Businessman DeWitt Clinton Baker (1832-1881) was born in Portland, Maine and educated at Gorham Academy and Bowdoin College before eventually obtaining an apprenticeship in the printing business in Portland. Around 1850, he moved with his wife and nine children to Austin, Texas, where he worked in the drug business for several decades. During this time, he was not only appointed an official weather record keeper for the state but also served on the state school examining board and attempted to develop a public school system. An author of numerous poems, he is best known for his two book publications—A Brief History of Texas from Its Earliest Settlement in 1873 and A Texas Scrap-Book in 1875. The first book was briefly adopted for use in schools before the school board banned it, claiming that it expressed “anti-Southern” views (McLemore 27). While the History contained few references to political events or to slavery, the Scrap-Book departed from interpretation and analysis altogether and instead compiled sources about Texas history. Like the History, the Scrap-Book was a commercial failure, and Baker sold his plates to another publisher, who incorporated them into Homer S. Thrall’s A Pictorial History of Texas, from the Earliest Visits of European Adventurers, to A.D. 1879.

Like other post-Civil War Texas histories, which sought to memorialize war veterans, the Scrap-Book focused in particular on the Texas Revolution of 1835-36, a war in which the colony of Texas declared its independence from Mexico and established the Texas Republic. However, also like other histories, the Scrap-Book focused on the exploits of white men, providing little information about other populations in Texas, such as Tejanos and African Americans. The Scrap-Book is divided into four parts—historical, biographical, miscellaneous, and statistical. Each section collates documents related to Texas’s past, including historical accounts of battles, accounts of conflicts with Native Americans, narratives of famous men’s lives, lists of the war dead, and copies of Texas’s multiple constitutions. The “historical accounts” offer a history of Texas from its Spanish colonizers through the Texas Revolution, focusing primarily on the revolution, the settlement of Texas by Anglo-Americans, and violent conflicts between settlers and Native peoples. Meanwhile, the “miscellany” included cultural and natural information.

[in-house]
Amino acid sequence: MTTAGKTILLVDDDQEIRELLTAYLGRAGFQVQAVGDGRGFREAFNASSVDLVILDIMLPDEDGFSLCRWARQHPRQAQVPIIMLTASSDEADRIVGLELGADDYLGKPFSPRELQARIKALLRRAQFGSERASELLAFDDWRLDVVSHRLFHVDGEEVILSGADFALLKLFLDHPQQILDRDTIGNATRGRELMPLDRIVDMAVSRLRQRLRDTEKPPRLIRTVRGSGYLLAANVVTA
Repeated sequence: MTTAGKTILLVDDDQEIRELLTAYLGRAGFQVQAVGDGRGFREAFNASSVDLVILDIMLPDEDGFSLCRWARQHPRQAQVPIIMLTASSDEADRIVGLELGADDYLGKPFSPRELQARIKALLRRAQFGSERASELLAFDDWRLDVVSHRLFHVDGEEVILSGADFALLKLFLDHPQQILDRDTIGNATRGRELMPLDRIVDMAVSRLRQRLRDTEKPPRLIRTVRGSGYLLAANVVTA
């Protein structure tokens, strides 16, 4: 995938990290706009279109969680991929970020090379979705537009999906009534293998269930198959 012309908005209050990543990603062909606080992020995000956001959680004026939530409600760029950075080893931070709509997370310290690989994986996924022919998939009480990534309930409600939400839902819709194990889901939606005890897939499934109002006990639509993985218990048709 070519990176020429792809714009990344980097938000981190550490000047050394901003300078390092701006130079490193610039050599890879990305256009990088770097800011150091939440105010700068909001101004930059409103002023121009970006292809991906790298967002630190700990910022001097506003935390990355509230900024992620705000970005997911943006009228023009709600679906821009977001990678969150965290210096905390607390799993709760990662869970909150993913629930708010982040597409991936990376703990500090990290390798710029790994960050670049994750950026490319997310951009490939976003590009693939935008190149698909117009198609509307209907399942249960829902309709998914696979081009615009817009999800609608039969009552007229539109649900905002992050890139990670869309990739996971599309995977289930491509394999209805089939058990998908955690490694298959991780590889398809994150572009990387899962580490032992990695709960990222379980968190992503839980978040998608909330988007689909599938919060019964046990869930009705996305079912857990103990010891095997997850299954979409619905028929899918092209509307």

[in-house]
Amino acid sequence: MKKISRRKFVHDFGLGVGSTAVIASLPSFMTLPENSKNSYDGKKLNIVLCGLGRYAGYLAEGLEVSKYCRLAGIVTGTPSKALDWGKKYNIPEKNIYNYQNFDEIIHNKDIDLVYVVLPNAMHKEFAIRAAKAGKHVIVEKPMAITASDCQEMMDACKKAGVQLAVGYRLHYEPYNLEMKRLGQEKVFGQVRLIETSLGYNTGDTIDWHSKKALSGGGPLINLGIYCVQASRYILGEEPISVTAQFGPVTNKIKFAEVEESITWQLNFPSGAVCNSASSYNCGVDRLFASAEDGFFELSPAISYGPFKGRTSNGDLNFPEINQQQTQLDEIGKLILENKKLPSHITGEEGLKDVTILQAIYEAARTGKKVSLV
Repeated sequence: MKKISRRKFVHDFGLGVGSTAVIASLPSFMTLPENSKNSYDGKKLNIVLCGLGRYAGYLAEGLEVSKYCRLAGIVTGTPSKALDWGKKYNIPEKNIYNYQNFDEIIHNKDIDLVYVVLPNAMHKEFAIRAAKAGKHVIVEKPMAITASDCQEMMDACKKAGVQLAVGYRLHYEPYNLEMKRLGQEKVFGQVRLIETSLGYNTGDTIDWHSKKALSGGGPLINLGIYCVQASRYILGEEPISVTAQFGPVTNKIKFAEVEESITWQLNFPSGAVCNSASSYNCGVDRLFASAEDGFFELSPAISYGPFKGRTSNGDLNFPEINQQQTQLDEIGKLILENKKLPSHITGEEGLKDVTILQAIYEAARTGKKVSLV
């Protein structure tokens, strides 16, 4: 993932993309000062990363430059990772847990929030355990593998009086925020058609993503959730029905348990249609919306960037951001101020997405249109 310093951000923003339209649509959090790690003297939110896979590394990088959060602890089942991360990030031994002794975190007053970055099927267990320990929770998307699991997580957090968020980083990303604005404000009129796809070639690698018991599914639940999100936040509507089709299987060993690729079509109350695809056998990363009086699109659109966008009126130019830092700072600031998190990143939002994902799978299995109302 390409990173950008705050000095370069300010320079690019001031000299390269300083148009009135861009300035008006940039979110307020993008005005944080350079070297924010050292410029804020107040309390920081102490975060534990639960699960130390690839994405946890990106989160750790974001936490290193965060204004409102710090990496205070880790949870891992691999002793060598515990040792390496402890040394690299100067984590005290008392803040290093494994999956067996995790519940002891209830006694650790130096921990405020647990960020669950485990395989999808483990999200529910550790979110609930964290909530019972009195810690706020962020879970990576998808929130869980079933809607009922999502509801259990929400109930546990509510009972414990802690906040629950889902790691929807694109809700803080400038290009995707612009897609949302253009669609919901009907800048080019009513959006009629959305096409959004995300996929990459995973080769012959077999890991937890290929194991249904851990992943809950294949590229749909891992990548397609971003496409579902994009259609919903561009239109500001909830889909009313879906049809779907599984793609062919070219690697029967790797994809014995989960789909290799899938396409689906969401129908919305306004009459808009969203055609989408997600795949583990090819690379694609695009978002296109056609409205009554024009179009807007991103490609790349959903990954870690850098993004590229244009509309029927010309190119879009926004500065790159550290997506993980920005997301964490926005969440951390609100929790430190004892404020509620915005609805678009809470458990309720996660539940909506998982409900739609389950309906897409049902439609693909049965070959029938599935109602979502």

In the preface, Baker states that he viewed the scrapbook as a volume that would reclaim the history of Texas from obscurity, especially since many of the men who participated in the Texas Revolution had died. He had carefully “collect[ed] whatever of interest he could find relating to the history, biography, and miscellany of Texas people” in order to offer “original narratives of Texas history and adventure.” As Baker’s title suggests, he participated in the immensely popular practice of scrapbooking, the process of collecting and compiling newspaper clippings to “to save, manage, and reprocess information” (Garvey 4). The form of the scrapbook preserved history for future readers while also allowing compilers to redefine their relationship to the material. For Baker, the form also allowed him to produce a selective version of Texas history. For example, by listing personal information about the signers of the Texas declaration of independence on page 58 (shown here), Baker locates Texas history in the stories of particular men and suggests that readers can access the Texas past through the lives of its founders. Finally, on a practical level, the Scrap-Book allows Texans to locate their history: by turning to the compilation, they could find evidence of their country’s (and later, state’s) history, heroes, natural and cultural productions.

The Scrap-Book also seeks to locate Texas as a political and cultural entity that is separate from non-Anglo people and influences. For example, Baker includes accounts of the battles fought during the Texas Revolution and its reproduction of Texas constitutions, and these histories define the state as a separate geographic, historical, and political entity from Mexico, despite the fact that people from the two entities shared histories, experiences, and languages. Indeed, the Scrap-Book acknowledges this fact by recounting Texas settlement by Spanish colonizers, thus representing the origins that Texas shared with Mexico. Yet, by focusing on the revolution, the Scrap-Book also posits that war as a key turning point that located Texas in a new history and disrupted its relationship to a Spanish past. Similarly, the book seeks to define Texas heroes and cultural values as forged in their encounters with violent Native Americans but also as totally separate from those peoples.

Find A Texas Scrap-Book in the UNT Libraries Catalog.